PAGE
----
Before we were married, Rita had a baby girl, her name was Loretta, and she was born on November 17, 1954. In those days, we had to adopt the baby after we were married. In 1956 I bought a house in North Minto. It was not a very nice house but it was our own. I paid 600 dollars for it. We moved into the house in April 1956. Rita was pregnant, on June 4, 1956 she had a baby boy, and we named him Pascal after my father. We looked after the babies and that took a fair amount of time. Loretta was 1 1/2 years old and Pascal was a baby. The time went fast for the rest of the year. The following year we found out that we had another baby coming. She was expecting the baby to be born in the month of July, so we had to do some preparation before the baby was born. We were quite excited about that, so on the 22 of July 1957 we had another baby boy, we named him Pierre after one of my uncles, Pierre Daigle. Then Paul came on October 22, 1959, Gerald July 25, 1962, Patrick August 25, 1967, and then our last boy was Philippe November 26, 1973.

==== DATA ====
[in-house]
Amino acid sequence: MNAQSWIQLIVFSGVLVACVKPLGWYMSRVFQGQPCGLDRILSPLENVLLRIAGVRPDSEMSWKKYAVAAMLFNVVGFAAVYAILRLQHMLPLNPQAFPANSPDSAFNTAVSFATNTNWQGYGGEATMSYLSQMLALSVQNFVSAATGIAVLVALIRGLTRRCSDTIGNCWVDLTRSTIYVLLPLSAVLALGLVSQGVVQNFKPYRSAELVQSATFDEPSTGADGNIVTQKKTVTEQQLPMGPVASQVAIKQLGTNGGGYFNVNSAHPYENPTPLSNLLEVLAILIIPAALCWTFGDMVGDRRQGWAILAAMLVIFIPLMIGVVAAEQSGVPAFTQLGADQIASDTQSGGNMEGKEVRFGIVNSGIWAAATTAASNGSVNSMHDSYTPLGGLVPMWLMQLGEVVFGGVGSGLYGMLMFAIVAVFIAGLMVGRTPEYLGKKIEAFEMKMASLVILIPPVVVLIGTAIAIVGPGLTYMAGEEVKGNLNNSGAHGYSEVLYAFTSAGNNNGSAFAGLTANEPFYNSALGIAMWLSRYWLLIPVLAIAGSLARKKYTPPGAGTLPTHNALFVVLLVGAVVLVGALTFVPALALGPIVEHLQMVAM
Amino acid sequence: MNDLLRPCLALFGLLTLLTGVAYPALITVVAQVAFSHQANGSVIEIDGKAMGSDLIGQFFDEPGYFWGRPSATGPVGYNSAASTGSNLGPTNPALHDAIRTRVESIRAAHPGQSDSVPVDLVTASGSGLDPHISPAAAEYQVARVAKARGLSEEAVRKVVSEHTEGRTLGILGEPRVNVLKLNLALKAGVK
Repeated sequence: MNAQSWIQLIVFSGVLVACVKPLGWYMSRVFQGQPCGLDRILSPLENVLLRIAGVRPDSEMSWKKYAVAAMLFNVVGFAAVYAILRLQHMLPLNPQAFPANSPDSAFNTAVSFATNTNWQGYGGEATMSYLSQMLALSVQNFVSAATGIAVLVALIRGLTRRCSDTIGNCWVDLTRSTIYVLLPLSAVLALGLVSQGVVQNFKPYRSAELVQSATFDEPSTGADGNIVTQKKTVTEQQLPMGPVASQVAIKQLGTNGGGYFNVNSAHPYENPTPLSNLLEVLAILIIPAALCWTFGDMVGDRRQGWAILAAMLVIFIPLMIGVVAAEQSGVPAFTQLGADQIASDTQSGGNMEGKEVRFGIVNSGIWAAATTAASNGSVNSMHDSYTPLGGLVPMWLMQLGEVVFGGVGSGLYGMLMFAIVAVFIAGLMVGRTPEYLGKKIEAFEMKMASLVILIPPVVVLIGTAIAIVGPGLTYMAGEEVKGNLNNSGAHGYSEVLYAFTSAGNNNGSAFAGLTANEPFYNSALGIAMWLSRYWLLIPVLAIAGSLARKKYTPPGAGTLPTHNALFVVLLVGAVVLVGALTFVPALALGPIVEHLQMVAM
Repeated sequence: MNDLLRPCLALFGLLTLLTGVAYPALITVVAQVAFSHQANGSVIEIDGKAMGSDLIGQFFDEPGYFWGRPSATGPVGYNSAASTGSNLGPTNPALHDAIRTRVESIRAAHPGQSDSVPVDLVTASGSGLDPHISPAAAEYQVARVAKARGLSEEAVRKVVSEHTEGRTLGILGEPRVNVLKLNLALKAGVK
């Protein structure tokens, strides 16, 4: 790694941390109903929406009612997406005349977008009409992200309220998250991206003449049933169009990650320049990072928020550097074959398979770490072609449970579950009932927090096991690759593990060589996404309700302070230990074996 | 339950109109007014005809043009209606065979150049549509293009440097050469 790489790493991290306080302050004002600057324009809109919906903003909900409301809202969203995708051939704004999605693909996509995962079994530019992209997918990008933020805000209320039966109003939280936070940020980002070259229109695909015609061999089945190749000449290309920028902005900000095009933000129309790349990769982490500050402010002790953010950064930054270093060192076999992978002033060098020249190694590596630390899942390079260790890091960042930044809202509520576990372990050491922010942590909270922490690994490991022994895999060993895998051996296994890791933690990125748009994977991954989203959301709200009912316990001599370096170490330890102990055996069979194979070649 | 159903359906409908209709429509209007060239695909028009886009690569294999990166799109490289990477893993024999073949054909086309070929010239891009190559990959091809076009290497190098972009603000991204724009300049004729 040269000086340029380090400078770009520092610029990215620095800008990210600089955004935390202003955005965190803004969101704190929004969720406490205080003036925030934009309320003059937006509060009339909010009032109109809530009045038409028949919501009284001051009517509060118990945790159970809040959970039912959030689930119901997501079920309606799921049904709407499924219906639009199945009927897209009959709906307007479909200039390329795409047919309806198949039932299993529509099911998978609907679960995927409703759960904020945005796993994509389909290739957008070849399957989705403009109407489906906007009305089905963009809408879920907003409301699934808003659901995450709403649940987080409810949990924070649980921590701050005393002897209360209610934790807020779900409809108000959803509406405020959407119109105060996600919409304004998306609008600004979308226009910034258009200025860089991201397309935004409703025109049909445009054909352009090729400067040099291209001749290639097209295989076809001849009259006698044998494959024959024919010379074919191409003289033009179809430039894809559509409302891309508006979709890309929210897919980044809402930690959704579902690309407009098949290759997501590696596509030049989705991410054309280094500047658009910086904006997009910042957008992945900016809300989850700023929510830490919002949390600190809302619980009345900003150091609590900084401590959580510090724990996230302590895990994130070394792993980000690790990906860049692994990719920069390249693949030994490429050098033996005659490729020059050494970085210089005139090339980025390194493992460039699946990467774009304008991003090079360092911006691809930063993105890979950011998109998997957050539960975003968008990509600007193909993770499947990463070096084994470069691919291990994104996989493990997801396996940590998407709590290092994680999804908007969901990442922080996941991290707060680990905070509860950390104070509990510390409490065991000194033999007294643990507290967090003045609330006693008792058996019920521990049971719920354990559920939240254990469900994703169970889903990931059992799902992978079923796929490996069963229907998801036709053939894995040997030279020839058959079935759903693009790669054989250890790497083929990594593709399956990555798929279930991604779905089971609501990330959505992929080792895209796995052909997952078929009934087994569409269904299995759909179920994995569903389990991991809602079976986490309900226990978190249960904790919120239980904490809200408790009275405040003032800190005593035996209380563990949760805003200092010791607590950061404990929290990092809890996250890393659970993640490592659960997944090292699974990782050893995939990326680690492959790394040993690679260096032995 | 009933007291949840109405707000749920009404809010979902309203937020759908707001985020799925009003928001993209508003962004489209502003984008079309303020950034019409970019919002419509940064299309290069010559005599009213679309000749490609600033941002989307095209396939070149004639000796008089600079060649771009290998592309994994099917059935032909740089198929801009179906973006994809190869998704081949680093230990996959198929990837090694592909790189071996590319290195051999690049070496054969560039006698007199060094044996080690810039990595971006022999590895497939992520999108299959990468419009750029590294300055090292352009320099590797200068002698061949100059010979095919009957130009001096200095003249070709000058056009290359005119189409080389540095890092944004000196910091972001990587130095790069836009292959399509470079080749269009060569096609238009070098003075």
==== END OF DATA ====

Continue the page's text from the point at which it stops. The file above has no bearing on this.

I was working for Broderick Brother’s until they went out of business in June, of 1958, we all got laid off, and I had to look for another job. I was only off work for one week. I got another job with Loran Crawford. I worked eight years for him. At the beginning I was hired as a welder, and then I was doing mechanic work on heavy equipment and electrician. I did a lot of different work. I was one of their main men with Ken Libby. We become very close friends; he was like me, a jack of all trades. I had only grade four educations and never went to trade school but I could do almost anything. They accepted me to do trade work with no education. We had to do our own hydro line. I remember the day they bought a 5 yard drag line without a motor because they wanted to change it to electric. They bought a 300 horse electric motor and wanted me to install it in the machine. I had to look over the whole thing before I could figure out where to start because I never did anything like that before. I started with the base, like a person does when they built a new home you have to have a good foundation and I had to make a new base because there was nothing to build the motor on so I had to provide a steel plate heavy enough. I used a 2 inch plate to hold the motor solid enough so it would not move at all, because once it’s all lined up, it had to stay that way all the time it was running. Then I installed the motor on the plate. I had to use a micrometer and feeler gauge to line up the couplings. I had everything bolted down solid, then I had to bring the power into the machine, it was 2800 Volt. It was difficult because the machine would turn around and around so I had to install a selector ring. There were three of them. They were 1 1/2” square. I had to cut them in two pieces so I could bring them in between the bottom and the top part of the machine. It would have been too big of a job to separate the bottom and the top. It was easier to cut the selector ring. It saved a lot of work by cutting the ring brushes, the top part had to turn around back and forth. To bring the power into the machine they bought electric cable, it had to be flexible. It was 2 1/2” in diameter so we had to make a wooden clamp so it wouldn’t be too hard on the cable. There were brushes to bring the power to the upper part of the machine. We had to have a special switch to start the motor and that had to be wired up properly. The switch box had two levers to run the motor .The first one we would push it upward so it would pick up speed slowly and after the motor was turning fast enough we brought it down and pushed the other up so it would bring the speed to 1800 rpm. We were then ready to operate the machine. We had to install the boom which was 100 feet long and install the cable on the frame so we could lift the boom up. Before we could do anything we had to supply the hydro. It was 200 feet from the machine, so we could connect the cable to the transformer. It had three special fuses. We had to have a special pair of rubber gloves and a pair of leather ones you wore over the robber gloves so we wouldn’t get shocked because it had 2800 volts. I think I was very lucky to work around that kind of equipment with no training but I guess I was smart enough to figure it out. Then I had to connect each wire to the brushes, they were the special brushes so the power could go in the upper part of the machine to make it work ok.